Launched in Augst 2018, Bitball aims to become a cryptocurrency that is accepted as a mode of payment in real-life scenarios with multiple utilities. Bitball’s mission is to build an ecosystem to bridge the gap between digital currencies, exchanges, and customers. It started with an online Barter platform for goods & services which facilitates cross-border transactions with a user-friendly interface for international participants based on cryptocurrency and fiat.
BitBall is intended to be used as a means for users on its upcoming Ebarter platform to sell or buy any products or services around the world at low cost. Since its launch, Bitball has developed multiple use cases:
The team aims to open a traditional cryptocurrency exchange and increasing merchant acceptance. Based in Australia, Bitball's mission is to serve as a long-term investment.
The BitBall Ecosystem, which launched in July 2018 consists of BitBall (BTB) and BitBall Treasure (BTRS).
BitBall Treasure (BTRS) describes itself as a treasure coin, a store of value faster than Bitcoin (a fork of Bitball) with more functionality as a Treasure with 1 million maximum supply. BTRS is the only digital currency that can be used to exchange treasure items on the Bitball merchandise Page.
BTRS has a maximum supply of 1 million, which will be released in small amounts on some occasions. BitBall Treasure will be used for VIP SALE items on its trading platform. Paying through BTRS will save users around 20% on transaction fees.
BNB was launched through an initial coin offering in 2017, 11 days before the Binance cryptocurrency exchange went online. It was originally issued as an ERC-20 token running on the Ethereum network, with a total supply capped at 200 million coins, and 100 million BNBs offered in the ICO. However, the ERC-20 BNB coins were swapped with BEP2 BNB on a 1:1 ratio in April 2019 with the launch of the Binance Chain mainnet, and are now no longer hosted on Ethereum.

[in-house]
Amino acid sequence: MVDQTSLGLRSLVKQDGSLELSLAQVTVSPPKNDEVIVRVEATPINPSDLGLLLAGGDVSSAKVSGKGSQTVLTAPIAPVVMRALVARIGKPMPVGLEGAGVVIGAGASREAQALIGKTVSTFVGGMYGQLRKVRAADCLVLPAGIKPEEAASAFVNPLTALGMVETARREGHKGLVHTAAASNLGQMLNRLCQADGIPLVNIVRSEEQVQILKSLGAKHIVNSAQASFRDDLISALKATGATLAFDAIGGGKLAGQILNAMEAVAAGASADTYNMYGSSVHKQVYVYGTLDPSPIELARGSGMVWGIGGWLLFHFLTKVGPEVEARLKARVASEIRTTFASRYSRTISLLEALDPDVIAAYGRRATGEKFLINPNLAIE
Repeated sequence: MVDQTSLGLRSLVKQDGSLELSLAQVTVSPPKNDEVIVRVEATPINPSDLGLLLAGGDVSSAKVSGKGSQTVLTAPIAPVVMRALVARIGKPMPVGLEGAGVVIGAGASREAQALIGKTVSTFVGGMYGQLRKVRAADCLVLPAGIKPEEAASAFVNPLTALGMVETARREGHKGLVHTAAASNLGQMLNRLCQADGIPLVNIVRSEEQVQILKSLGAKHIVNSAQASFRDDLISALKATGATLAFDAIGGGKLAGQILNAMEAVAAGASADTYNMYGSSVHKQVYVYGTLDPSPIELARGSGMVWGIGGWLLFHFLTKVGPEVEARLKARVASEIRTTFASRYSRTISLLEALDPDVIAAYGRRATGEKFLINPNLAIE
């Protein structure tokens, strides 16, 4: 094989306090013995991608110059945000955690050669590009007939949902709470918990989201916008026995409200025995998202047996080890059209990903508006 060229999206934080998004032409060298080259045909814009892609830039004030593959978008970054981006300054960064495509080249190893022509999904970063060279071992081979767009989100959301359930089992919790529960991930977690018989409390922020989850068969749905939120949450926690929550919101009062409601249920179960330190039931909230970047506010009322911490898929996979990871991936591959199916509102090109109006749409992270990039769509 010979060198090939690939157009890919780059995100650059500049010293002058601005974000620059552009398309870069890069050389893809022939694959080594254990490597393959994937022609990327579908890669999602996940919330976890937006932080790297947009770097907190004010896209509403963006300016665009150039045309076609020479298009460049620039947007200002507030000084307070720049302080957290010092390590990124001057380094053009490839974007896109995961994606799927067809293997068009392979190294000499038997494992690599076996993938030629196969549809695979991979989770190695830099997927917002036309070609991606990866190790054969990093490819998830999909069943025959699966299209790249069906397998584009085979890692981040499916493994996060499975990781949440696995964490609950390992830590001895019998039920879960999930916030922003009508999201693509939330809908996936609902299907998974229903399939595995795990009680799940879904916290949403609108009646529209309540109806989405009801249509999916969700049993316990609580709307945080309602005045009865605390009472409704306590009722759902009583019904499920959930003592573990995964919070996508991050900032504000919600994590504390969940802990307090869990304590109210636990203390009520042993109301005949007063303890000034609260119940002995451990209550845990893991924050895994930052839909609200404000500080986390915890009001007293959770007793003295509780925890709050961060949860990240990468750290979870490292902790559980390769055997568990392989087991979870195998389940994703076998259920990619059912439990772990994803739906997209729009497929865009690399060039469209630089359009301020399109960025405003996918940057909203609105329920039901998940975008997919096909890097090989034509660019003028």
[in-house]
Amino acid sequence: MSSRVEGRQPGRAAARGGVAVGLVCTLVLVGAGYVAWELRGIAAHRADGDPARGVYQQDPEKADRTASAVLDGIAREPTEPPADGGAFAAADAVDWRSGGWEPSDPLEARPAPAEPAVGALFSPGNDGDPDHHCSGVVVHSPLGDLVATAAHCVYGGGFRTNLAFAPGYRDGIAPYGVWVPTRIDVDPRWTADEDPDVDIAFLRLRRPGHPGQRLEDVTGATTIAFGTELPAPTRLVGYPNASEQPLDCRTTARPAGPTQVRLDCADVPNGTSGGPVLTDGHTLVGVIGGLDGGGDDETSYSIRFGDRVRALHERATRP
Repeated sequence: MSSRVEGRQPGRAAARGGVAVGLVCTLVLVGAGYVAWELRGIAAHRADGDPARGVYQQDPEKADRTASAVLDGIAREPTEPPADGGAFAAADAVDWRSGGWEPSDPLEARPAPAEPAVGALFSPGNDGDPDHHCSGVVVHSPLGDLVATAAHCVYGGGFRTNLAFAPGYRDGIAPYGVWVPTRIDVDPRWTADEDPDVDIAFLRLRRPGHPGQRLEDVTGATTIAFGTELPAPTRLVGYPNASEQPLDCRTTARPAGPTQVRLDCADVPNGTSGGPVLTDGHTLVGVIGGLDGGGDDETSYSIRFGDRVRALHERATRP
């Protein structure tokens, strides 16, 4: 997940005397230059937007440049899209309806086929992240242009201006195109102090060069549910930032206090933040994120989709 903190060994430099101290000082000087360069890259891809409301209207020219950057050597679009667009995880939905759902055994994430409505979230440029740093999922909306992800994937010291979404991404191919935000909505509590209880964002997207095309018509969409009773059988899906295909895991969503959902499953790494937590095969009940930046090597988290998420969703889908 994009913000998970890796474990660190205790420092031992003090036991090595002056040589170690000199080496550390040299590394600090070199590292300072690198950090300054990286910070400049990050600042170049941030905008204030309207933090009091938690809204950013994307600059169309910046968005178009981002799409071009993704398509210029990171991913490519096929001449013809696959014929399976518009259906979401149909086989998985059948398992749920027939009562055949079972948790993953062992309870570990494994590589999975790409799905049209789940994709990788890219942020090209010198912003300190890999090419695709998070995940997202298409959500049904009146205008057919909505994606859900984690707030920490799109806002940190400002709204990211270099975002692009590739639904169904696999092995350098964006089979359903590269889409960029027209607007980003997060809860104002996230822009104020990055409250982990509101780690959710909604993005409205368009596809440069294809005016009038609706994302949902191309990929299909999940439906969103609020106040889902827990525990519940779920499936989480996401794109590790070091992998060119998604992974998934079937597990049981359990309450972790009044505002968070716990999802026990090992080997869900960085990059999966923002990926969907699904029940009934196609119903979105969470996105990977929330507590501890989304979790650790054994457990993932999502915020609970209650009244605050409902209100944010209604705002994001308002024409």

BNB can be used as a payment method, a utility token to pay for fees on the Binance exchange and for participation in token sales on the Binance launchpad. BNB also powers the Binance DEX (decentralized exchange).
An example of an automated market maker (AMM), Uniswap launched in November 2018, but has gained considerable popularity this year thanks to the DeFi phenomenon and associated surge in token trading.
Uniswap aims to keep token trading automated and completely open to anyone who holds tokens, while improving the efficiency of trading versus that on traditional exchanges.
Uniswap creates more efficiency by solving liquidity issues with automated solutions, avoiding the problems which plagued the first decentralized exchanges.
In September 2020, Uniswap went a step further by creating and awarding its own governance token, UNI, to past users of the protocol. This added both profitability potential and the ability for users to shape its future — an attractive aspect of decentralized entities.
Yearn.finance is an aggregator service for decentralized finance (DeFi) investors, using automation to allow them to maximize profits from yield farming.
Its goal is to simplify the ever-expanding DeFi space for investors who are not technically minded or who wish to interact in a less committal manner than serious traders.
Launched in February 2020, the service, formerly known as iEarn, has seen huge growth in recent months as new products debuted and developers released in-house token YFI.
Chainlink (LINK) is a decentralized oracle network which aims to connect smart contracts with data from the real world. Chainlink was developed by Sergey Nazarov, with Steve Ellis as the other co-founder. It held an ICO in September 2017, raising $32 million, with a total supply of 1 billion LINK tokens. LINK, the cryptocurrency native to the Chainlink decentralized oracle network, is used to pay node operators. Since the Chainlink network has a reputation system, node providers that have a large amount of LINK can be rewarded with larger contracts, while a failure to deliver accurate information results in a deduction of tokens. Developers describe LINK as “an ERC20 token, with the additional ERC223 'transfer and call' functionality of transfer (address, uint256, bytes), allowing tokens to be received and processed by contracts within a single transaction.” Following the 2017 $32 million LINK ICO, 32 percent of LINK tokens were sent to node operators to incentivize the ecosystem and 30 percent stayed within Chainlink for development (35 percent were sold in the public token sale).